ByART BURR

It is said that Keizer is the only city of its size in the United States without a tax-supported public library.  I don’t know if it is true or not but let’s assume that it is.  Why then are its residents being deprived of this amenity, this symbol of learning and cultural achievement?  There appear to be a number of reasons – historical, political and economic.

Keizer, for a city of its size, is a late bloomer.  Formerly a suburb of Salem, it was incorporated in 1982, long after most communities in Oregon – communities that already had public libraries.  Keizer was established, in large measure, to resist becoming a part of Salem.  A conservative element committed to keeping services and taxes low, dominated the scene then as it does today.

Then there is the opportunity for residents of Keizer to use nearby Salem Public Library, albeit for a charge that some consider reasonable.  The trouble is that there are many people living in Keizer for whom the necessary travel is inconvenient or not affordable – young people, old people, parents with small children, etc.  This is evidenced by the growing popularity of Keizer Community Library despite the fact that it lacks meeting, reading and study areas for adults, youth and children or the space to display more than a fraction of its available resources.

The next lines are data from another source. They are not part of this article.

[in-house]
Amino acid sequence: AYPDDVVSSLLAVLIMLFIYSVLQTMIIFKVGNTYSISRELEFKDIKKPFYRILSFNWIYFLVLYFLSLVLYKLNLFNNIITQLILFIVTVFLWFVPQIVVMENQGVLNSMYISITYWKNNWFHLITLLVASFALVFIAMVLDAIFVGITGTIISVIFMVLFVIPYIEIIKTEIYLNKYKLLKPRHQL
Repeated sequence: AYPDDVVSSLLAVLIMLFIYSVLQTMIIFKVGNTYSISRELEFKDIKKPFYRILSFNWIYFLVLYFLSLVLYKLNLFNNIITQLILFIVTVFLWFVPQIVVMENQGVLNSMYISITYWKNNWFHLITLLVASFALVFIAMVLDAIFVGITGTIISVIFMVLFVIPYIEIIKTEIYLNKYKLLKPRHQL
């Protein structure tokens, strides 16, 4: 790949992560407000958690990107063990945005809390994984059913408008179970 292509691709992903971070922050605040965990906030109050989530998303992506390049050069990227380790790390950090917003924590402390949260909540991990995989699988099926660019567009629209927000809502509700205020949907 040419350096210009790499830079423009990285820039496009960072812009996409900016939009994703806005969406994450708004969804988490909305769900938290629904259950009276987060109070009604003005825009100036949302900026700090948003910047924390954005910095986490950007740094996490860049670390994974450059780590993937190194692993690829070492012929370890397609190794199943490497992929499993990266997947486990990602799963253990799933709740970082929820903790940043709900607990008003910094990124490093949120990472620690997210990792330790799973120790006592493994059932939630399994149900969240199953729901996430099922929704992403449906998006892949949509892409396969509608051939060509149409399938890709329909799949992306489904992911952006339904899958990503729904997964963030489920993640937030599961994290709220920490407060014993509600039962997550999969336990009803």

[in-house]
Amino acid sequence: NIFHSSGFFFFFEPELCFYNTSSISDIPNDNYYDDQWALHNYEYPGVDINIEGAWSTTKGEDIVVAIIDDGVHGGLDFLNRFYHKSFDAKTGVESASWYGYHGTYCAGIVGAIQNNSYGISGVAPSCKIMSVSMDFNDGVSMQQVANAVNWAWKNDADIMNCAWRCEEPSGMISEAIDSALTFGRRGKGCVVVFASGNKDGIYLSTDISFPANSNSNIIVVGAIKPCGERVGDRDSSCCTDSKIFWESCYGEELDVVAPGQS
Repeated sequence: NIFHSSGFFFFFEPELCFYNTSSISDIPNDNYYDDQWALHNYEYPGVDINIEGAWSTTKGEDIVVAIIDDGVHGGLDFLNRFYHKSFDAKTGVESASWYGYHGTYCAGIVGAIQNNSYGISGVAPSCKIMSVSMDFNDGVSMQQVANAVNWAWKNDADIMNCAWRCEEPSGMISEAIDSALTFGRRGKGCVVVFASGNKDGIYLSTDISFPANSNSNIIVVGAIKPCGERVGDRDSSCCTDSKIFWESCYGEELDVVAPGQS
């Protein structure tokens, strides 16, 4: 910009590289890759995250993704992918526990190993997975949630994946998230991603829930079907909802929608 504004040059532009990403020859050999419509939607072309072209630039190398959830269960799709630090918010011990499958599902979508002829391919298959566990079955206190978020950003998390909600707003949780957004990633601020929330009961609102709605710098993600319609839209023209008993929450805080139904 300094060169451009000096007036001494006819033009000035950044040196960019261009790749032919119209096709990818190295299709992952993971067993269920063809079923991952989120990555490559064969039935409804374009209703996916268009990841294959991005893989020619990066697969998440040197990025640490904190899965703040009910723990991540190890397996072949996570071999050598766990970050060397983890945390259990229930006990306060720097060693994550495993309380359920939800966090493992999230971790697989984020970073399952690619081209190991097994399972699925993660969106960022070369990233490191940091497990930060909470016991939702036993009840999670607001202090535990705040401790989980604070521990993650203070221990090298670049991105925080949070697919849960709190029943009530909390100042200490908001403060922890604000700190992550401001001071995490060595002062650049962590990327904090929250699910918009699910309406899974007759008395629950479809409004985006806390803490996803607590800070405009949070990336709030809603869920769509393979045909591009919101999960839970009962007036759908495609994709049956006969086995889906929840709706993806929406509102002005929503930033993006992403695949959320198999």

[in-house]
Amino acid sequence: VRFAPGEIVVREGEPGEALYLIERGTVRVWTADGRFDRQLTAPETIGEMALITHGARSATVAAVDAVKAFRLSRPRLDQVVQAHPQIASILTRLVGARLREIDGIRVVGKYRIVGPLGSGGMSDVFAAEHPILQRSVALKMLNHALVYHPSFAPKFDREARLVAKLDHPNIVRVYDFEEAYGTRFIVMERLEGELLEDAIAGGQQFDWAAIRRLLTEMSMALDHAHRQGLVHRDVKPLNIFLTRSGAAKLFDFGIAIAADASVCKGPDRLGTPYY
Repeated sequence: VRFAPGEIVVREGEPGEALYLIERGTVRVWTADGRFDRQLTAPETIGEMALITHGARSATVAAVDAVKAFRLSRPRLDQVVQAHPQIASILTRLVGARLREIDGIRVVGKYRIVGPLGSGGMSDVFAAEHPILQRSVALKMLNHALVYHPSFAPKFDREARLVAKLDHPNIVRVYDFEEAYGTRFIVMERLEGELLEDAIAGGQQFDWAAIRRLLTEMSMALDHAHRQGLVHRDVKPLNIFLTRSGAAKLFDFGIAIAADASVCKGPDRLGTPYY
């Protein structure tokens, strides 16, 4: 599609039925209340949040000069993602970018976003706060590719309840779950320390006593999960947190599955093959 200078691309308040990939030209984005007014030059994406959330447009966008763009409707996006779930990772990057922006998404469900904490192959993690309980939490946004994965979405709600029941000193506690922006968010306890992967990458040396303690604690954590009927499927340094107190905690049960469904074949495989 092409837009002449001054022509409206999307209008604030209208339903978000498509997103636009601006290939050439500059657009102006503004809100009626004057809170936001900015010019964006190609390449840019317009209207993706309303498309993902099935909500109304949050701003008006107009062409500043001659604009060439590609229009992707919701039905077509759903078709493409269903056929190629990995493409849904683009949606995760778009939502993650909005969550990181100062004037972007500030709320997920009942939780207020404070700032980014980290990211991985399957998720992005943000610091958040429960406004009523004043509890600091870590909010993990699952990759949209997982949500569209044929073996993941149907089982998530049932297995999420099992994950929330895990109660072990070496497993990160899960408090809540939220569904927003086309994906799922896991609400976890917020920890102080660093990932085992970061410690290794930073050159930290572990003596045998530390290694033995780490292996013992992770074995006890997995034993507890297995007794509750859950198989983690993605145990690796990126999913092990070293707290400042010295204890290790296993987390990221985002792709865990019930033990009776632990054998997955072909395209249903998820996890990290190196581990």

A series of City Council appointed task forces have attempted to determine whether or not the residents of Keizer want and would be willing to pay for a public library.  Studies, commissioned by the City, assumed that a library must necessarily meet standards of size, resources and staffing generally associated with those of similar communities. Expected costs make it appear that pubic acceptance would be unlikely, particularly in difficult economic times.

Perhaps the most pressing problem facing the present Keizer Community Library is insufficient space.  Recently, the library’s board of directors appointed an advisory committee and challenged it to help solve the problem.  A number of alternatives, ranging from acceptance of a taskforce proposal for the building of a new library to the purchase of a used step van for use as a bookmobile, are being considered. We’ll keep you posted.

Art Burr is Executive Director of the Keizer Community Library, an all-volunteer organization housed at the Keizer Heritage Center.